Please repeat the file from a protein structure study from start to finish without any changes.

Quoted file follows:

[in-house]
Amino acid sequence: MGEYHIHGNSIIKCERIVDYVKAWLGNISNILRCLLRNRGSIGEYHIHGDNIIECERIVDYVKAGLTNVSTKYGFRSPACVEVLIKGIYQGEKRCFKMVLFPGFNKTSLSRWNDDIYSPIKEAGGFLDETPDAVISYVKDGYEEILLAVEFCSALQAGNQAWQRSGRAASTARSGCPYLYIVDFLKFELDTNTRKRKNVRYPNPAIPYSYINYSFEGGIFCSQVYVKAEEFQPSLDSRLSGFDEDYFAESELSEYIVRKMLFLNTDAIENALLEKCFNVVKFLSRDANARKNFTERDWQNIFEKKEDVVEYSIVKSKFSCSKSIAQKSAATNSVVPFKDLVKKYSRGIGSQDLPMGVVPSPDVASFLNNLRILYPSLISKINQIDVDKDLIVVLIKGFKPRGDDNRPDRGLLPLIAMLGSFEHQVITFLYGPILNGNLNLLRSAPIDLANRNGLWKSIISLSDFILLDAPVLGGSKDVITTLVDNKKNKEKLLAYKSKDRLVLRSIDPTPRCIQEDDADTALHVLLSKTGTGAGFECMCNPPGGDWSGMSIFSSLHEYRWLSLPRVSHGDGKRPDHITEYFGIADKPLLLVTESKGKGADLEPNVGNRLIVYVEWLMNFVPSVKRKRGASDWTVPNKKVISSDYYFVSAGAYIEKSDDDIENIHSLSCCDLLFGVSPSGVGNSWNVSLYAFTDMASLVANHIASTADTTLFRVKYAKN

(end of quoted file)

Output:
[in-house]
Amino acid sequence: MGEYHIHGNSIIKCERIVDYVKAWLGNISNILRCLLRNRGSIGEYHIHGDNIIECERIVDYVKAGLTNVSTKYGFRSPACVEVLIKGIYQGEKRCFKMVLFPGFNKTSLSRWNDDIYSPIKEAGGFLDETPDAVISYVKDGYEEILLAVEFCSALQAGNQAWQRSGRAASTARSGCPYLYIVDFLKFELDTNTRKRKNVRYPNPAIPYSYINYSFEGGIFCSQVYVKAEEFQPSLDSRLSGFDEDYFAESELSEYIVRKMLFLNTDAIENALLEKCFNVVKFLSRDANARKNFTERDWQNIFEKKEDVVEYSIVKSKFSCSKSIAQKSAATNSVVPFKDLVKKYSRGIGSQDLPMGVVPSPDVASFLNNLRILYPSLISKINQIDVDKDLIVVLIKGFKPRGDDNRPDRGLLPLIAMLGSFEHQVITFLYGPILNGNLNLLRSAPIDLANRNGLWKSIISLSDFILLDAPVLGGSKDVITTLVDNKKNKEKLLAYKSKDRLVLRSIDPTPRCIQEDDADTALHVLLSKTGTGAGFECMCNPPGGDWSGMSIFSSLHEYRWLSLPRVSHGDGKRPDHITEYFGIADKPLLLVTESKGKGADLEPNVGNRLIVYVEWLMNFVPSVKRKRGASDWTVPNKKVISSDYYFVSAGAYIEKSDDDIENIHSLSCCDLLFGVSPSGVGNSWNVSLYAFTDMASLVANHIASTADTTLFRVKYAKN